RACHEL MARTIN, HOST:
The surging price of insulin has become a rallying cry for health activists, but people with diabetes also need other crucial medical supplies, and insurance rules can make getting those an unexpected challenge. Here's Bram Sable-Smith.
BRAM SABLE-SMITH, BYLINE: Managing Type 1 diabetes is about managing blood sugar. If it gets too low, patients risk sudden seizures and loss of consciousness; too high and they risk long-term effects, like vision loss, nerve damage and even limb amputation. Ric Peralta knows these risks well.
RIC PERALTA: I speak very openly about my blood sugar.
SABLE-SMITH: Peralta spent years checking his blood sugar by drying drops of blood from his fingertips and placing them on a device called a glucose meter. Doctors suggest doing this four to 10 times a day, but that can leave even the most diligent testers with large gaps in knowledge about what their sugars are doing.
PERALTA: I didn't realize that I had rather severe peaks and valleys happening in between my mealtimes.
SABLE-SMITH: An optician in Whittier, Calif., Peralta says everything changed last year when one of his patients told him about something called a continuous glucose monitor. It's a small device patients can easily insert under their skin for 10 days that gives accurate blood sugar readings every five minutes or 288 times every day. Peralta called up Dexcom, one of a few continuous glucose monitor makers, and within two weeks, he had the system on his doorstep.
PERALTA: I still didn't even 100% appreciate exactly how it was going to change my life. It was amazing.
SABLE-SMITH: In the first three months, he lowered his average blood sugar by three percentage points. When he took his family on road trips, he used to worry his blood sugar would get so low without his realizing that he'd pass out while driving. Now...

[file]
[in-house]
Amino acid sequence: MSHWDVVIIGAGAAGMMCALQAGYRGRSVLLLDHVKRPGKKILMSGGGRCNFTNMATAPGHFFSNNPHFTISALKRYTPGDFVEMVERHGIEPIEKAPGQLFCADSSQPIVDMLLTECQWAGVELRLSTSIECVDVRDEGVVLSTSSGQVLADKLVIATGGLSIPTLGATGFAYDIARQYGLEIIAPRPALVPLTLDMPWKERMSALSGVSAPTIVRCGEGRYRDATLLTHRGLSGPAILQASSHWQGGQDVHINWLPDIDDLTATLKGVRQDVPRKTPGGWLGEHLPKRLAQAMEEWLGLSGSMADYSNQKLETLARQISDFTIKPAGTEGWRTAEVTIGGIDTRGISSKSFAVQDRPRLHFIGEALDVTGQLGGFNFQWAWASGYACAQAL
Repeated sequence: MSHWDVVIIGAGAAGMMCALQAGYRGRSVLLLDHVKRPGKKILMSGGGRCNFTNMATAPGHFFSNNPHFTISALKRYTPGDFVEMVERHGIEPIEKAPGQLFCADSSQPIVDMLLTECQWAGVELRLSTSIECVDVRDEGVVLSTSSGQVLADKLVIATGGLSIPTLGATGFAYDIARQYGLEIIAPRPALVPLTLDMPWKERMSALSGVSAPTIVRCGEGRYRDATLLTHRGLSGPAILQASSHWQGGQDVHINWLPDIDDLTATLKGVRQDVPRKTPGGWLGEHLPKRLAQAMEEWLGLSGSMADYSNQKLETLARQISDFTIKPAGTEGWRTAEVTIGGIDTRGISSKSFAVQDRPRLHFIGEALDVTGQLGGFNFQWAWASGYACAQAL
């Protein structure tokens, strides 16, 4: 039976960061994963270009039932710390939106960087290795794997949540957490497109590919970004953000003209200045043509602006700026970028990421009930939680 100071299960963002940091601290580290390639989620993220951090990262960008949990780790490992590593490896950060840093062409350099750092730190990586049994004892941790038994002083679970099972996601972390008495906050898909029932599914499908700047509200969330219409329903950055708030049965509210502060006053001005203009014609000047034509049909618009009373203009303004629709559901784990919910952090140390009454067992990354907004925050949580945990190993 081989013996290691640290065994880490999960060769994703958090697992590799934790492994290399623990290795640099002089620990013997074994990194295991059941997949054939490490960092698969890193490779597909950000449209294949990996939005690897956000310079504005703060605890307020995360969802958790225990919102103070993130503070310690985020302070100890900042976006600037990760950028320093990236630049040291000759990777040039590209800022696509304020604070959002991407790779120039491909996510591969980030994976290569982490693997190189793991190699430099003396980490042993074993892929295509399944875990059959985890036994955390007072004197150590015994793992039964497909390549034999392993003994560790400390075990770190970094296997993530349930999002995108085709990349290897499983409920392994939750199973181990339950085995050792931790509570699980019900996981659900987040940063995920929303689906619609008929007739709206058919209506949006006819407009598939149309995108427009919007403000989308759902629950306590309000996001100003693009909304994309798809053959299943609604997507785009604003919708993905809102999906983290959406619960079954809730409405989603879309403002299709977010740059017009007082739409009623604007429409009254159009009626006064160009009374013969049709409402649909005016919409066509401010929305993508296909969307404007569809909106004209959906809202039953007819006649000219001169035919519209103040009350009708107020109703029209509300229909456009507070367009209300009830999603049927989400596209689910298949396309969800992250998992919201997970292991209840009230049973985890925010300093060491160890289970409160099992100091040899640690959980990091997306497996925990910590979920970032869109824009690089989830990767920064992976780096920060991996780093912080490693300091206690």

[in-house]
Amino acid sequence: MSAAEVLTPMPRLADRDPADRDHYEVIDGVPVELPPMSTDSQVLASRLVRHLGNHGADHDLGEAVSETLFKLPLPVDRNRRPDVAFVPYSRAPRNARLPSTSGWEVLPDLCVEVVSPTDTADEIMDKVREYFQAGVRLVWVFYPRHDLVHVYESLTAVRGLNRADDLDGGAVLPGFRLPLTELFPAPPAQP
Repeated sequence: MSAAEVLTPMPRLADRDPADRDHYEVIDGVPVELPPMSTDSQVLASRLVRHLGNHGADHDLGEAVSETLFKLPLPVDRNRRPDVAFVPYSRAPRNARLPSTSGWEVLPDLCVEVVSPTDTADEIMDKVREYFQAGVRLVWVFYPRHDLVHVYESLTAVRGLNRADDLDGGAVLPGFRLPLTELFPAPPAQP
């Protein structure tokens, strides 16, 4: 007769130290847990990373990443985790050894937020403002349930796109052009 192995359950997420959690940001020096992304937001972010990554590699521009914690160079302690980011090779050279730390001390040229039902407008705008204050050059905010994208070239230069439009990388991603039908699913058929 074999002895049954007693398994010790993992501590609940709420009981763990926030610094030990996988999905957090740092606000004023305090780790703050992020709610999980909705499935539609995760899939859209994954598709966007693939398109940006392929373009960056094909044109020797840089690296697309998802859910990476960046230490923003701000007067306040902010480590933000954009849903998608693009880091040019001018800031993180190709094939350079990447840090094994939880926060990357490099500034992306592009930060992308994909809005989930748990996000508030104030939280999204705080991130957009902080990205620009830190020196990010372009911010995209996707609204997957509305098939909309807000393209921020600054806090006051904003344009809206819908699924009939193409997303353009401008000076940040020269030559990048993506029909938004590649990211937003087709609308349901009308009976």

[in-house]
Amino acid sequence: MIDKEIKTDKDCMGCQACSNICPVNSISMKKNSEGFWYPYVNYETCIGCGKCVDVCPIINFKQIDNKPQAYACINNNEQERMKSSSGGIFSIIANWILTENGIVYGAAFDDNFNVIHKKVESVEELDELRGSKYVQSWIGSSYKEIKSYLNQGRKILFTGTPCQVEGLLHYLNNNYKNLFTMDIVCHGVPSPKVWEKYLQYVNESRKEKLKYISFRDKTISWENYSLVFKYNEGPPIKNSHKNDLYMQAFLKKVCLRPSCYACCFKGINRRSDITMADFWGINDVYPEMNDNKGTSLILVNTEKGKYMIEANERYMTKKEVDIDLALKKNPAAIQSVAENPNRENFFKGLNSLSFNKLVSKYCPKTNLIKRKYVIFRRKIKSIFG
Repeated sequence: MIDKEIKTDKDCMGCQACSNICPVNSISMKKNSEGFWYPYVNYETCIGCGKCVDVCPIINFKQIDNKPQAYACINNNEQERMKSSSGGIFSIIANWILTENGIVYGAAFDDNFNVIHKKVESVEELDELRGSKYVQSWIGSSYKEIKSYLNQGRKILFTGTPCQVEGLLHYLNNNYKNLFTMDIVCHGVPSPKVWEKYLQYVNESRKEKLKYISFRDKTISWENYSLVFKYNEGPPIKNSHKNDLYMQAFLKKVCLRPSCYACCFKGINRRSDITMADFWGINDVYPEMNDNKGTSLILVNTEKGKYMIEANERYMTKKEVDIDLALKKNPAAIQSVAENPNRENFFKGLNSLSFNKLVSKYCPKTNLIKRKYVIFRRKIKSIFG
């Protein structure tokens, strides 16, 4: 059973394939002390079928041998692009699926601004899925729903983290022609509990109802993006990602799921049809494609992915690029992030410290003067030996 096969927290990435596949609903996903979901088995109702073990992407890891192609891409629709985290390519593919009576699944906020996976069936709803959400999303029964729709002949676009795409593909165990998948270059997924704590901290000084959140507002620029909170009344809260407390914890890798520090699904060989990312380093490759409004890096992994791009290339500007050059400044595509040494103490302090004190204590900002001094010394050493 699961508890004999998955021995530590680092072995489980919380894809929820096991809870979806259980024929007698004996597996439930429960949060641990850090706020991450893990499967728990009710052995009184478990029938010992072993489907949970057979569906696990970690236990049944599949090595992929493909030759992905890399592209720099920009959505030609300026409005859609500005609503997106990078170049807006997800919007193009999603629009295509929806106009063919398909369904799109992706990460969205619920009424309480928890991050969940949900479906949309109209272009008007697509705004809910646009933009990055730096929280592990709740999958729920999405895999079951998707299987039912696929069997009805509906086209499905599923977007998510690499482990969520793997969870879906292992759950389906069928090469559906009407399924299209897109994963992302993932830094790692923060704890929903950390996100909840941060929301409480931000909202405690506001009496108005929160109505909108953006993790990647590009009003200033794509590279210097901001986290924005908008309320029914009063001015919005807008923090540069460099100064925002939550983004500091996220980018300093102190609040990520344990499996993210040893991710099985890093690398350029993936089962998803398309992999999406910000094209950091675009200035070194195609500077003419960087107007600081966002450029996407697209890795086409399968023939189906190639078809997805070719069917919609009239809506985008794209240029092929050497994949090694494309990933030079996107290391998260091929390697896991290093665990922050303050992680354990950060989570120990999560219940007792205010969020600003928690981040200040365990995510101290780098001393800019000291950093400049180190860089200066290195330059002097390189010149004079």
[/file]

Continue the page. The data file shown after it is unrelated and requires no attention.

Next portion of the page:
PERALTA: Hey, Siri, what's my sugar?
SABLE-SMITH: ...He can just ask Siri.
SIRI: Dexcom G6 says you're 134 and steady.
SABLE-SMITH: But for Peralta, the problems started when it came time to refill his supplies. The continuous glucose monitor has three parts - the sensor you stick under your skin and also a transmitter and a receiver. Each one requires something called prior authorization. It's a rule from his insurance company that requires his physician to seek approval from insurance to prescribe the device. And while his sensor needs authorization every three months, the transmitter gets it every six months and the receiver, once a year.
PERALTA: Yeah, it's exhausting to deal with.
SABLE-SMITH: Once, the authorization requests for Peralta's sensor and transmitter got bundled together by mistake and the whole order got denied and delayed. He says this kind of mix-up happens a lot.
PERALTA: I've gone at least a month or longer without having any kind of Dexcom unit and having to go back to the old finger prick.
SABLE-SMITH: Kate Berry's with America's Health Insurance Plans, a lobbying and trade group. She says insurers use prior authorizations to guard against large variations in how doctors prescribe.
KATE BERRY: Prior authorizations are in place to protect patients, to improve safety.
SABLE-SMITH: She says insurers have identified five ways to improve the process, but in a recent survey of 1,000 doctors, 91% said prior authorizations have a negative impact on the health outcome of their patients. And endocrinologists like Scott Isaacs, whose specialty includes diabetes, say doctors are getting increasingly frustrated.
SCOTT ISAACS: It's a huge burden for the doctor as well, and they have no way of billing for the time it takes to do these prior authorizations.
SABLE-SMITH: But for Ric Peralta, keeping track is not just a bureaucratic headache. It's a matter of survival.
PERALTA: If I do not have my proper management of this disease, I'm going to die from it. And they're making it as difficult as possible. And it's really frustrating.
SABLE-SMITH: Frustrating because he knows this technology can change lives but only if patients can depend on their supply. For NPR News, I'm Bram Sable-Smith in Madison, Wis.
(SOUNDBITE OF SUN GLITTERS' "WHAT ARE WE WAITING FOR")
MARTIN: That story is from a reporting partnership between NPR and Kaiser Health News.